Colima (volcano)

2007 Schools Wikipedia Selection. Related subjects: Central & South American Geography


Colima's volcano as seen by the Landsat satellite
Elevation 4,330 metres (14,206 feet)
Location Jalisco, Mexico
Range Eje Volcánico Transversal
Coordinates 19°34′N 103°36′W
Type Stratovolcano
Age of rock 5 million years
Last eruption ongoing

Colima's Volcano is the most active volcano in Mexico, and has erupted more than 40 times since 1576.

Despite its name, only a fraction of the volcano's surface area is contained within the state of Colima; the majority of its surface area lies just over the border in the neighboring state of Jalisco, toward the western end of the Eje Volcánico Transversal mountain range. It is about 300 miles (485 kilometres) west of Mexico City and 75 miles (125 km) south of Guadalajara, Jalisco.

There are actually two peaks in the volcano complex: Nevado de Colima (4330 m), which is older and inactive, lies about 5km north of the younger and very active 3860m-tall Volcán de Colima (also called Volcán de Fuego de Colima). Since 1869-1878, a parasitic set of domes, collectively known as el Volcancito, have formed on the northeast flank of the main cone of Colima's volcano .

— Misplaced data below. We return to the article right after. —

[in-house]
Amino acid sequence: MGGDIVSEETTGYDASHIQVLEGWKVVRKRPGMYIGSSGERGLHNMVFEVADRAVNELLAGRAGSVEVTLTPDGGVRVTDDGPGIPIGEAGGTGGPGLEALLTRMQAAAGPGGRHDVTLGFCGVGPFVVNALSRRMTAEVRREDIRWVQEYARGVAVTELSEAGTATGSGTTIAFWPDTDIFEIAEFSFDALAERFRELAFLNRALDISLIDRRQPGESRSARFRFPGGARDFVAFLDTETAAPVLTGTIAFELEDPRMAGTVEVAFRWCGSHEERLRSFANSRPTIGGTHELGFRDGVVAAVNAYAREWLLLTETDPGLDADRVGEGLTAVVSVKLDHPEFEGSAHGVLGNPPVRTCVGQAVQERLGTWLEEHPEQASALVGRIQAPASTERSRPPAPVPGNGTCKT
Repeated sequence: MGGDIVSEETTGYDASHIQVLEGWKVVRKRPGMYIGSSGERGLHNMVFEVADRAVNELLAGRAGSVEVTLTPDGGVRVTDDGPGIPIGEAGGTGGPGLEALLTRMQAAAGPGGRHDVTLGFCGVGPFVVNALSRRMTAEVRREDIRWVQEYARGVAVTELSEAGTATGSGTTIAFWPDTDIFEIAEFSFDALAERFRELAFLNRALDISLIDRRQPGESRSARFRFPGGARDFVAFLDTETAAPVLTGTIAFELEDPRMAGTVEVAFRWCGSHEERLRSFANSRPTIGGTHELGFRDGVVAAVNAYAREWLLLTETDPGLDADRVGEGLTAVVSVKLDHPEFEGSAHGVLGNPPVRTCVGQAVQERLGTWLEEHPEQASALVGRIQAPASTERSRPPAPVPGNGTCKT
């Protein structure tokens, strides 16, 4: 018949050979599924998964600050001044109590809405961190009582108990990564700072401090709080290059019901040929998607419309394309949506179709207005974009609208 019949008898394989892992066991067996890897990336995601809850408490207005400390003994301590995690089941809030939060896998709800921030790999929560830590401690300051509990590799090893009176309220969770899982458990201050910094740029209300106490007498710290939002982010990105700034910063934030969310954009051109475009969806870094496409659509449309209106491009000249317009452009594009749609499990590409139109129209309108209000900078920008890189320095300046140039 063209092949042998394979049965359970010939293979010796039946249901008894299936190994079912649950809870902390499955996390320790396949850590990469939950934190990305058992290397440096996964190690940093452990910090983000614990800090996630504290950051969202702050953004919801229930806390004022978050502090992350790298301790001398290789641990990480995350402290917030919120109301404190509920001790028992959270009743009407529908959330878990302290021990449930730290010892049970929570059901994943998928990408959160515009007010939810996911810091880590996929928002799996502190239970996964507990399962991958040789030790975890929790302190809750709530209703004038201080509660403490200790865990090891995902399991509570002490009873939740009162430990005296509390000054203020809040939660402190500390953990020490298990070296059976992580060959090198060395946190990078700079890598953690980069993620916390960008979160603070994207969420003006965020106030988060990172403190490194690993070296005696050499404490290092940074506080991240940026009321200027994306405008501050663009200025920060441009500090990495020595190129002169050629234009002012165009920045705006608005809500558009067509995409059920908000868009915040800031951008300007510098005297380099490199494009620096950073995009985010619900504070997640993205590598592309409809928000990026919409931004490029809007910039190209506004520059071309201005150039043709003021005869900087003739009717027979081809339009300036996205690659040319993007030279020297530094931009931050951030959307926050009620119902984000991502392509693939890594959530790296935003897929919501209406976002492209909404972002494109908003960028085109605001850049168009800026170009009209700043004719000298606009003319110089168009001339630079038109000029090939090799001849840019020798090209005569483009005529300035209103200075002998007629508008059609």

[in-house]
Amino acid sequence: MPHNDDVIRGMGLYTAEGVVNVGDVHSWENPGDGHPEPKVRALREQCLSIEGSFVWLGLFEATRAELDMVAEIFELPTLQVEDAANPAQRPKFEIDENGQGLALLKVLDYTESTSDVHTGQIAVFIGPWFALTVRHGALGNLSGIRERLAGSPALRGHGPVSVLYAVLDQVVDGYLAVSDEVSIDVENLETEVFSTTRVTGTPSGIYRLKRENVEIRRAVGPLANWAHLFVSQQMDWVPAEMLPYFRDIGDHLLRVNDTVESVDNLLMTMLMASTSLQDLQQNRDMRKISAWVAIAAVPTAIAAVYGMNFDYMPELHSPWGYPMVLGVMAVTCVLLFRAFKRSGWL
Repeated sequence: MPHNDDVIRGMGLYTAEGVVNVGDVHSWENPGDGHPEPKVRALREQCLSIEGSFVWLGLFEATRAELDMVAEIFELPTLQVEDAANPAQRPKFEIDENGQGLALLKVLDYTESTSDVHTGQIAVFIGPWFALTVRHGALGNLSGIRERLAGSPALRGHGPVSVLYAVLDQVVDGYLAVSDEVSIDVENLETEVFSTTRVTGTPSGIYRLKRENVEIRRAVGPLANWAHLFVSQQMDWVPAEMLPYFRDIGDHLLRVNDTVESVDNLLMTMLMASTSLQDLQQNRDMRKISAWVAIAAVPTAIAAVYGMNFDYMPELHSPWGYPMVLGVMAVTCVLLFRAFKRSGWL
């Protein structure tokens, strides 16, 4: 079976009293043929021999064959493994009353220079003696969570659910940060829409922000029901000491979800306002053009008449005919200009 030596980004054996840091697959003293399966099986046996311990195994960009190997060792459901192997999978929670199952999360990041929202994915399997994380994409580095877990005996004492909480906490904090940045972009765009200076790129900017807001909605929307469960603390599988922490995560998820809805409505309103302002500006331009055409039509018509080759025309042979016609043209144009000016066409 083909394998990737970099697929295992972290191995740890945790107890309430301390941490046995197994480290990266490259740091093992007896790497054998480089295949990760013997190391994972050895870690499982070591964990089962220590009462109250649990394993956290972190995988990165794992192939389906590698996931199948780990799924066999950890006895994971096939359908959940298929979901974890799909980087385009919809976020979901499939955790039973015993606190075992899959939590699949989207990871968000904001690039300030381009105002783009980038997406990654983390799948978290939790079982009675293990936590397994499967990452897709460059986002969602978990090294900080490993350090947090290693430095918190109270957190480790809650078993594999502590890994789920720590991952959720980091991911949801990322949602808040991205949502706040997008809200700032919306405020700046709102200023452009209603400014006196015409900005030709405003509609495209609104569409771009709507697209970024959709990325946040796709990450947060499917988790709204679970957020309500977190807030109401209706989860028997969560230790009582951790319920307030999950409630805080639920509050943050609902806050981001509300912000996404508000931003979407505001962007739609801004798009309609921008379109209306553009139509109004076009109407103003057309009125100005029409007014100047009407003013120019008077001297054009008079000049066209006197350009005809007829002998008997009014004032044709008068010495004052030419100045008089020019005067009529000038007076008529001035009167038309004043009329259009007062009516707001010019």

Geological history

Colima's volcano has been the site of volcanic activity for about 5 million years. In the late Pleistocene era, a huge landslide occurred at the mountain, with approximately 25 km³ of debris travelling some 120 km, reaching the Pacific Ocean. An area of some 2,200 km² was covered in landslide deposits. Massive collapse events seem to recur at Colima's volcano every few thousand years.

The currently active cone is situated within a large caldera that was probably formed by a combination of landslides and large eruptions. About 300,000 people live within 40 km of the volcano, and in light of its history of large eruptions and situation in a densely populated area, it has been designated a Decade Volcano, singling it out for particular study.

Current activity

In recent years there have been frequent temporary evacuations of nearby villagers due to threatening volcanic activity. Eruptions have occurred in 1991, 1998-1999 and from 2001 to the present day, with activity being characterised by extrusion of viscous lava forming a lava dome, and occasional larger explosions, forming pyroclastic flows and dusting the areas surrounding the volcano with ash and tephra.

The largest eruption for several years occurred on 24 May 2005. An ash cloud rose to over 3 km over the volcano, and satellite monitoring indicated that the cloud spread over an area extending 110 nautical miles west of the volcano in the hours after the eruption . Pyroclastic flows travelled 4-5 km from the vent, and lava bombs landed 3–4 km away. Authorities set up an exclusion zone within 6.5 km of the summit.

On June 7, 2005, Colima's volcano erupted again in its largest recorded eruption in several decades. Plumes from this eruption reached heights of 5 km (>3 miles) above the crater rim, prompting the evacuation of at least three neighboring villages.

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